mistake in bio book?
I'm in college, taking pre-health (essentially high school refresher course) in preparation for a two-year practical nursing course. One of my courses is biology. So, in a sudden pique of interest, I perused the index to see if ketosis was listed. It was, along with ketoacidosis. I flipped to the pages, and promptly freaked out.
According to my book, ketosis leads to coma and death, while ketoacidosis gives the breath a fruity scent, and is a product of a "no-carb diet". I took some screen caps of both pages and underlined in red the parts that had me silently fuming in a public place.
Am I seeing this correctly? Do I have reason to freak out?
From everything I've read, it's the opposite, right?
Ketosis or ketoacidosis in the presence of available carbohydrates is bad.
I try to get into Ketosis, but it's really hard unless you're under 20 net carbs per day for a long period of time and ocassionally fasting.... I'd love to hear some expert's opinions on the matter!!
Here's a good write-up by a respected expert in nutrition: [url=http://high-fat-nutrition.blogspot.com/search/label/A%20brief%20discussion%20of%20ketosis]Hyperlipid: A brief discussion of ketosis[/url]
Ketosis in the context of a diabetic is a 'bad' thing. Ketosis in the context of a metabolically normal person is a 'normal' thing. Here are some things I have heard and believe to be true, feel free to dispute:
- When babies are born, they are in ketosis.
- Almost everybody is in ketosis when they wake up in the morning.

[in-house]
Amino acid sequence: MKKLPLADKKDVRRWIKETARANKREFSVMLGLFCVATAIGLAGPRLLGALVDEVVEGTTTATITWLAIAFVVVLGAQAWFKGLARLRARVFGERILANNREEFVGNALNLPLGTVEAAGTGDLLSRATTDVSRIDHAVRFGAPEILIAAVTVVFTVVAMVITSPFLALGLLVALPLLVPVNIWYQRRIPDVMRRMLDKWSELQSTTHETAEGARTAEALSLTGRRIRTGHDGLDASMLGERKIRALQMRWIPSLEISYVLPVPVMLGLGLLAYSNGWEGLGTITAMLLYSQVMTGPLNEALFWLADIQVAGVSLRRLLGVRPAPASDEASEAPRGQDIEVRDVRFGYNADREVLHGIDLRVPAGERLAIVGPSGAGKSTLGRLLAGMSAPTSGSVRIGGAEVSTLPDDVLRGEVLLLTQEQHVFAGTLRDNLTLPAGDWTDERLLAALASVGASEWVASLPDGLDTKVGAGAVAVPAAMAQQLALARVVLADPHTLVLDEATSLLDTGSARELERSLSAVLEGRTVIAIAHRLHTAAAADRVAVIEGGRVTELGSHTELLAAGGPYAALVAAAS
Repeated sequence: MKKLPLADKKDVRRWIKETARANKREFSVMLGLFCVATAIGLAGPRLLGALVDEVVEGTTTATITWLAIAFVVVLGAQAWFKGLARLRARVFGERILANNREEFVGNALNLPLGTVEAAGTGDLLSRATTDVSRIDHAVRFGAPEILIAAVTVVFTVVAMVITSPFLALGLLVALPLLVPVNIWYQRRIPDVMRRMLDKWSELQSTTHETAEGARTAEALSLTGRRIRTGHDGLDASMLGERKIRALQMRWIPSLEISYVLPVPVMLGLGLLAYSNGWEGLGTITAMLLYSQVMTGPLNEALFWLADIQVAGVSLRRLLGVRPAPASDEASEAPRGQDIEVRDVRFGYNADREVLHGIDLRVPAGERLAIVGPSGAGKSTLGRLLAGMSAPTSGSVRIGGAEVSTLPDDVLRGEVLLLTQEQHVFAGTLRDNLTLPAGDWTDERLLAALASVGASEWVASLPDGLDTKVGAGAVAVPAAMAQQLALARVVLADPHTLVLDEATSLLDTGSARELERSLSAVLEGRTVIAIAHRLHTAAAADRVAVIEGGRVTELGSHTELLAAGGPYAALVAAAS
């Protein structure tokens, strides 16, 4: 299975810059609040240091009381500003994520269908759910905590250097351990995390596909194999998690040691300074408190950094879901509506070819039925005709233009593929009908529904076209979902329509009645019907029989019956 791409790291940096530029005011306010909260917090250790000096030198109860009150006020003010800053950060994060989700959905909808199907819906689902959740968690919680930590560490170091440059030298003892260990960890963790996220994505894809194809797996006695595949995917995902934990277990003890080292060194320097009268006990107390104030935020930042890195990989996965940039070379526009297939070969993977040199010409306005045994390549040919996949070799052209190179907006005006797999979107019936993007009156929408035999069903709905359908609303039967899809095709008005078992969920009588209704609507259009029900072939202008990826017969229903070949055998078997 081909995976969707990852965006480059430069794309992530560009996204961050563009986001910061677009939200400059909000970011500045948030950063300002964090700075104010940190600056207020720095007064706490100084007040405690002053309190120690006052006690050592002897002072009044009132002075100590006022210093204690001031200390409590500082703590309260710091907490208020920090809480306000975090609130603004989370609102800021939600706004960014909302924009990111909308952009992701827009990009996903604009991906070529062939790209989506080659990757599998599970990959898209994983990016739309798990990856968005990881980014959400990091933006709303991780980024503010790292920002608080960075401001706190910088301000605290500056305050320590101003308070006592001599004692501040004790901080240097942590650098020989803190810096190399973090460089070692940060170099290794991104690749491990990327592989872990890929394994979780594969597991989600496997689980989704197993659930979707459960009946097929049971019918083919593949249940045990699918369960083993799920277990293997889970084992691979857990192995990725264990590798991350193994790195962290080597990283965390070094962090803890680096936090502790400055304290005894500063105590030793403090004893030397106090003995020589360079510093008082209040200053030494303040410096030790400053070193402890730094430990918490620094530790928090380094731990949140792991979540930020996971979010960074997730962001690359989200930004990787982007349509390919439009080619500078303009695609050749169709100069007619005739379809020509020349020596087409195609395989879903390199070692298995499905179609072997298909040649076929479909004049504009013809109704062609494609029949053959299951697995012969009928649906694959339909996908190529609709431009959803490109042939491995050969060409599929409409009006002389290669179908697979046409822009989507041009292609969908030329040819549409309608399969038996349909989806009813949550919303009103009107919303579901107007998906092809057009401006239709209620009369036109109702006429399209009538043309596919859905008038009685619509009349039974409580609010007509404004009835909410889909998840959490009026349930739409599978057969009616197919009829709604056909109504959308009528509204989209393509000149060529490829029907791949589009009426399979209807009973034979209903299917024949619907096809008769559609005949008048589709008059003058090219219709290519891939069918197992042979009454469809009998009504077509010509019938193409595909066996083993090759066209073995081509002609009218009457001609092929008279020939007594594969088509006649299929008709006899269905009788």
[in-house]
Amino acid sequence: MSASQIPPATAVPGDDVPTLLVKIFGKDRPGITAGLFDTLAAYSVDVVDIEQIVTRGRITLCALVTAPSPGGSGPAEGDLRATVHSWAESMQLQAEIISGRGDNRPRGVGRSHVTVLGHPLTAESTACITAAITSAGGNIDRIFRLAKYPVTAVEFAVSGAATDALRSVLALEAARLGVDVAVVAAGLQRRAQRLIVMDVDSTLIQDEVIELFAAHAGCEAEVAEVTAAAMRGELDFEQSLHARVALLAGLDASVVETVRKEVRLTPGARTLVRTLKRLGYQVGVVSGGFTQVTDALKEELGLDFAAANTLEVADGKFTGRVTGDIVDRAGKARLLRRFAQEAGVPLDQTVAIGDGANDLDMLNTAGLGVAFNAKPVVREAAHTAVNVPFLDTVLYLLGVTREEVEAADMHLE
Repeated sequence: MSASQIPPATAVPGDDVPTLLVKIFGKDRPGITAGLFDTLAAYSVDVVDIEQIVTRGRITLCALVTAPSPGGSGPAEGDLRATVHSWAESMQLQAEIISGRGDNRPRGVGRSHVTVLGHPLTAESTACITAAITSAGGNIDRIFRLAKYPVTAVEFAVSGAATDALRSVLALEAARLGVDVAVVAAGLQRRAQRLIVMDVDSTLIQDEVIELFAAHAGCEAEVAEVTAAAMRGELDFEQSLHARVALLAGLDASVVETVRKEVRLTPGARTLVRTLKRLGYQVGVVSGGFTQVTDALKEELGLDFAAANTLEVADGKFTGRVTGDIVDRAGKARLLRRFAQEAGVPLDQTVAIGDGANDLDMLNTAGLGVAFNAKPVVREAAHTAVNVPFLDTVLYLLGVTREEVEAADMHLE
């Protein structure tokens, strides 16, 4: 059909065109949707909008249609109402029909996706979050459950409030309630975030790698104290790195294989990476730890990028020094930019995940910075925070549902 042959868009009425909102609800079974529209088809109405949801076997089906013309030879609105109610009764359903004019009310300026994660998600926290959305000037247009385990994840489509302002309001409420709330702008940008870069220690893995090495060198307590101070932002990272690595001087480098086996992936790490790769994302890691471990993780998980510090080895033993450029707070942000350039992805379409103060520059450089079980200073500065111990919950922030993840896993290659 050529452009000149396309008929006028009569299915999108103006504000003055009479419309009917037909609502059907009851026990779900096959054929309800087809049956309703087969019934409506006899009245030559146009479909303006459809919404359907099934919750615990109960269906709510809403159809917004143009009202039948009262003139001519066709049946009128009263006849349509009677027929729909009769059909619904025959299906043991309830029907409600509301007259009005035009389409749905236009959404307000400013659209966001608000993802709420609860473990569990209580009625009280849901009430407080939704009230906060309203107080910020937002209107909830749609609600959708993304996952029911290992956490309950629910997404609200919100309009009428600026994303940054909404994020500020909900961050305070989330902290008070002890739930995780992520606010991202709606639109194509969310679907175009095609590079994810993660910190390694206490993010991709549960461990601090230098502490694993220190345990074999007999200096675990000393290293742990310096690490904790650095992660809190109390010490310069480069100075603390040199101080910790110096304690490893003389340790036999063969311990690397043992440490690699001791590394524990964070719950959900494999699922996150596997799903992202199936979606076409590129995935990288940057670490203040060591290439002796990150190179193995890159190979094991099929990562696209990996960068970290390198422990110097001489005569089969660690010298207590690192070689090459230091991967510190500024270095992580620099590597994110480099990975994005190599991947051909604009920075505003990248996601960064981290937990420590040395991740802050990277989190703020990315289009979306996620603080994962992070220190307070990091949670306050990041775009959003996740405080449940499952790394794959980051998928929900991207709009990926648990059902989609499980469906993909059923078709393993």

- Being in ketosis, and eating at a calorie surplus, will lead to weight gain.
- Being 'in-ketosis' and being 'Fat-adapted' are two different things.
- Eating less than 25g carbs per day does not guarantee ketosis if you overeat on protein.
Looks like they just mixed the two terms up.
Definitely a mix-up, very possibly introduced during the editing process because editors are often not subject matter experts, so something like that could slip in even though the author may have been quite knowledgeable.
I believe your book is referring to Diabetic Ketoacidosis. That's really bad! The big difference is one is caused by diet, and you still have a fully functional endocrine system. The other is the result of a failed endocrine system. It isn't the ketoacidosis by itself that's the issue.
Ketoacidosis is by definition diabetic ketoacidocis. The book just flat out screwed up and got the terms "ketosis" and "ketoacidosis" backasswards.
Makes you wonder how much of the other info in it you can trust.
There's actually 2 possibilities:
A: As you suspect, they transposed the terms ketosis and ketoacidosis
B: I'm not actually responding to your question right now because I'm suffering from coma and/or death
So if you can see this, it's A.
Yes, that's a mistake - they've completely ignored the buffering capacity of the blood. Unfortunately, most nutritionists equate ketosis with ketoacidosis, which of course is wrong.
A low carbohydrate diet can induce a state of ketosis. Ketones by themselves will acidify the blood. However, the blood is able to easily maintain a stable pH in this context thanks to multiple mechanisms that maintain acid-base homeostasis, most notably the buffering capacity of bicarbonate.
Ketoacidosis most commonly results from diabetes and alcohol, and ketosis is a prerequisite. It is a not a "common consequence of 'no-carbohydrate' diets". (There are multiple errors just in this little excerpt - pretty horrible textbook!)